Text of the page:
In our current study, the real-world SMBG use among T2DM patients was automatically recorded in a real-time manner by using a blood glucose monitoring platform (TDF-I, Tencent, China), and SMBG compliance and its influential factors were analyzed accordingly (Figure 1).
In this prospective study, 120 endocrinologists or general physicians who were involved in diabetes management were recruited via DXY.cn (website: www.dxy.cn/bbs/topic/31756300) from May to December 2015, and via these doctors 500 adults (≥18 years of age) patients with T2DM were randomly selected. After the enrollment of these patients, a uniform questionnaire was used to record the patients’ clinical features including gender, age, body mass index (BMI), income, educational background, hypertension, and histories of cardiovascular and cerebrovascular diseases.
The inclusion criteria of T2DM patients were based on the diagnostic criteria of T2DM in the Chinese Guidelines on the Management of Type 2 Diabetes Mellitus (2013 edition), i.e., fasting plasma glucose (FPG) ≥7.0 mmol/L or 2 h postprandial plasma glucose (2hPPG) ≥11.0 mmol/L. The exclusion criteria for this study were: (I) younger than 18 years of age; (II) unconscious or unable to learn how to use the blood glucose meter; (III) accompanied by other major diseases such as malignancies, end-stage liver disease, or kidney disease; and (IV) with an expected survival of less than 90 days. This study strictly followed the Declaration of Helsinki on medical protocol and ethics, and all patients signed the informed consents.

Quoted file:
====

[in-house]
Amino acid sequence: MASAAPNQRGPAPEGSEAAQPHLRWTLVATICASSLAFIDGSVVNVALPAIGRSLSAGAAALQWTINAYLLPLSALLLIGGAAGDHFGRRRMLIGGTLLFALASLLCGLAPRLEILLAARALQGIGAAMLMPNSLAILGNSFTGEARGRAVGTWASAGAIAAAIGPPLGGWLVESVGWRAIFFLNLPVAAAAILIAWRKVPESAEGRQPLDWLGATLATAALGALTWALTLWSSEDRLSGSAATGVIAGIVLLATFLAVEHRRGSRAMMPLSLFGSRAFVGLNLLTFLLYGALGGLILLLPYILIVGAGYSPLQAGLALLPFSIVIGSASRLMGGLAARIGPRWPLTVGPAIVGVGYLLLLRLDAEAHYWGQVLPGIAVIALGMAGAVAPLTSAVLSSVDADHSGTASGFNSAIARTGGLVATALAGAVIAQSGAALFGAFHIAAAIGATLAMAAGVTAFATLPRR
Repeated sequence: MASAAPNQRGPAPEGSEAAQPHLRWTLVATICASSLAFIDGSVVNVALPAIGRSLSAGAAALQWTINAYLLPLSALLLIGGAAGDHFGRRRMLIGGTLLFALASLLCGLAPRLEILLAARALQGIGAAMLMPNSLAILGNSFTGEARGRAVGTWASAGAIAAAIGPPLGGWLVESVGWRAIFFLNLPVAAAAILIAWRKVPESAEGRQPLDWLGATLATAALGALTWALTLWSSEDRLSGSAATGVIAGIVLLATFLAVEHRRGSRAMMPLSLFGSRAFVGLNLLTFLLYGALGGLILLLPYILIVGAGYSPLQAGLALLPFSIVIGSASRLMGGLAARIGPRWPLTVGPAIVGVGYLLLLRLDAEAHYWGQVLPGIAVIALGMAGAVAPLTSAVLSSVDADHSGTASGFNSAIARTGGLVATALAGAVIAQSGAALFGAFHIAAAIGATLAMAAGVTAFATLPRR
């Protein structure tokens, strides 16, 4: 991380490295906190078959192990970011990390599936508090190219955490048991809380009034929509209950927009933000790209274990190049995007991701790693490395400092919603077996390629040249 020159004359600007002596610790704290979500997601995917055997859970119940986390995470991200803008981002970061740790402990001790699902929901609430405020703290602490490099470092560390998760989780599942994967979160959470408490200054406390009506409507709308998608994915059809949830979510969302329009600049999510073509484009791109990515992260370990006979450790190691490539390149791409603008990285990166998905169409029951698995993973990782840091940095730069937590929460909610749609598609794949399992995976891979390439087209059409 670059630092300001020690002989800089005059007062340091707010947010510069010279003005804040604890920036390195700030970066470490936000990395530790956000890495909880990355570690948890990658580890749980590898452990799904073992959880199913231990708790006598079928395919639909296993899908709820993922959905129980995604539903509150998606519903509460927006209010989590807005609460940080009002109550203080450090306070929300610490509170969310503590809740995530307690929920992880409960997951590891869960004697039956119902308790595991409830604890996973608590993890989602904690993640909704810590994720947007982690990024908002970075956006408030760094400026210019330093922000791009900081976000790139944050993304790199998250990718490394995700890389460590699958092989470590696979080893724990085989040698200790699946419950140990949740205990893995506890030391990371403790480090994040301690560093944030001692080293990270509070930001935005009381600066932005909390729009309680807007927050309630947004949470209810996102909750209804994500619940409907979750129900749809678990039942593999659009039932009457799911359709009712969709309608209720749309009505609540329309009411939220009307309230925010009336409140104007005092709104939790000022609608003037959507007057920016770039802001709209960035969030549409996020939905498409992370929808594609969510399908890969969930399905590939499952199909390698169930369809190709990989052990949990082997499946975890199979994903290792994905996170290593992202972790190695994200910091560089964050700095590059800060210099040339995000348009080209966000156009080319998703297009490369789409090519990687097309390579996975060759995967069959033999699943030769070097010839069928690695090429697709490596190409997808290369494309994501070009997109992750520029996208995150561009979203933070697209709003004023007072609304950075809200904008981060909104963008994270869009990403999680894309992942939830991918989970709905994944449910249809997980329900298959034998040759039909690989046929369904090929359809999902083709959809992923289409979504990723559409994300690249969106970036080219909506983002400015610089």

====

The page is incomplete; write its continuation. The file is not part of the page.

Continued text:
Blood glucose monitoring method and definition of SMBG compliance
The blood glucose monitoring conditions within 90 days after patient enrollment were recorded. The blood glucose meters used by all patients was TDF-I intelligent blood glucose meter (Tencent, China), and the test strips were based on glucose oxidase technique, with double electrodes to ensure measurement accuracy. The device has passed the ISO2013 quality system certification. Unlike the conventional portable glucose meters, the TDF-I intelligent blood glucose meter has built-in MTK6571 dual core CPU and 512Mb+4G memory, with own GSM SIM card for network connection, which allows the synchronization of blood glucose monitoring data to patient management platform.